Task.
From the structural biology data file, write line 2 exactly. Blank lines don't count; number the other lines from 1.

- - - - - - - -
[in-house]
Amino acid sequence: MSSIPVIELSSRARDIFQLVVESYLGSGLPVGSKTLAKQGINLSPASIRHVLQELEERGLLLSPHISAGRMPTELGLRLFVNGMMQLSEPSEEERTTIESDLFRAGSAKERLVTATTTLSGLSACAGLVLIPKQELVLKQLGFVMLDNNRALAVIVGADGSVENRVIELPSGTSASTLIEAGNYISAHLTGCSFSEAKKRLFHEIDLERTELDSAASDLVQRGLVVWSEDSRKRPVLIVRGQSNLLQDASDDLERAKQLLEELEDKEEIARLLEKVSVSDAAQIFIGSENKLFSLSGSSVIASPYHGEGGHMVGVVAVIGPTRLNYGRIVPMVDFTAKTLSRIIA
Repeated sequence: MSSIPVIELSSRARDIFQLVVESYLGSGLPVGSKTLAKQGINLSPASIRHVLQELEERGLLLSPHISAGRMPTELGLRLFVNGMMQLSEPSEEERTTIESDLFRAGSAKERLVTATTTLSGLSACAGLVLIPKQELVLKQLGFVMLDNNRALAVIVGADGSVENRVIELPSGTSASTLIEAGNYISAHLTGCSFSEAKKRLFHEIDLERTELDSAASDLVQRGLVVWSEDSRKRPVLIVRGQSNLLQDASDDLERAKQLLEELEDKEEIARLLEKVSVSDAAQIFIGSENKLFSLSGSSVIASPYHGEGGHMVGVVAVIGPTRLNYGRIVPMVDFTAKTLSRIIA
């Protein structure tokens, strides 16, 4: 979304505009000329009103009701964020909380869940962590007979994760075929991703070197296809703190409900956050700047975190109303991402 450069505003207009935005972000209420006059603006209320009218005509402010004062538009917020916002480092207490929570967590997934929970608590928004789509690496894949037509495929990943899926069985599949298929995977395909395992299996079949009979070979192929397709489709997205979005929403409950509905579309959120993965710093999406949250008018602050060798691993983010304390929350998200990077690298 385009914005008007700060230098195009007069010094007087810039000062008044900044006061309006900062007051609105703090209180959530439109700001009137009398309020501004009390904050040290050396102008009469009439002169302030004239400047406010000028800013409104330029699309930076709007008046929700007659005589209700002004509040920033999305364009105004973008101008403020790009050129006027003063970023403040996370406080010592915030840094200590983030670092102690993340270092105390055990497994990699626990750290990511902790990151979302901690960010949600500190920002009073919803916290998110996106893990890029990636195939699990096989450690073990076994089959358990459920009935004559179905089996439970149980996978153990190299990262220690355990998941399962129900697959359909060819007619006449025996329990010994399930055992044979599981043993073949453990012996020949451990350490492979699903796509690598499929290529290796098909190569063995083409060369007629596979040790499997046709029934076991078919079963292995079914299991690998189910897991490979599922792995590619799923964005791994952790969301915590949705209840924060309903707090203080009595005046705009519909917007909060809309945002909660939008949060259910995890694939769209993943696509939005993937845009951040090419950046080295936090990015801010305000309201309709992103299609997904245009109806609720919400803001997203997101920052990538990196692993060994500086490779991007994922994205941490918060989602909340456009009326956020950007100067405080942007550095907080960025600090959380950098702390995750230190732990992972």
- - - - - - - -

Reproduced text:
Amino acid sequence: MSSIPVIELSSRARDIFQLVVESYLGSGLPVGSKTLAKQGINLSPASIRHVLQELEERGLLLSPHISAGRMPTELGLRLFVNGMMQLSEPSEEERTTIESDLFRAGSAKERLVTATTTLSGLSACAGLVLIPKQELVLKQLGFVMLDNNRALAVIVGADGSVENRVIELPSGTSASTLIEAGNYISAHLTGCSFSEAKKRLFHEIDLERTELDSAASDLVQRGLVVWSEDSRKRPVLIVRGQSNLLQDASDDLERAKQLLEELEDKEEIARLLEKVSVSDAAQIFIGSENKLFSLSGSSVIASPYHGEGGHMVGVVAVIGPTRLNYGRIVPMVDFTAKTLSRIIA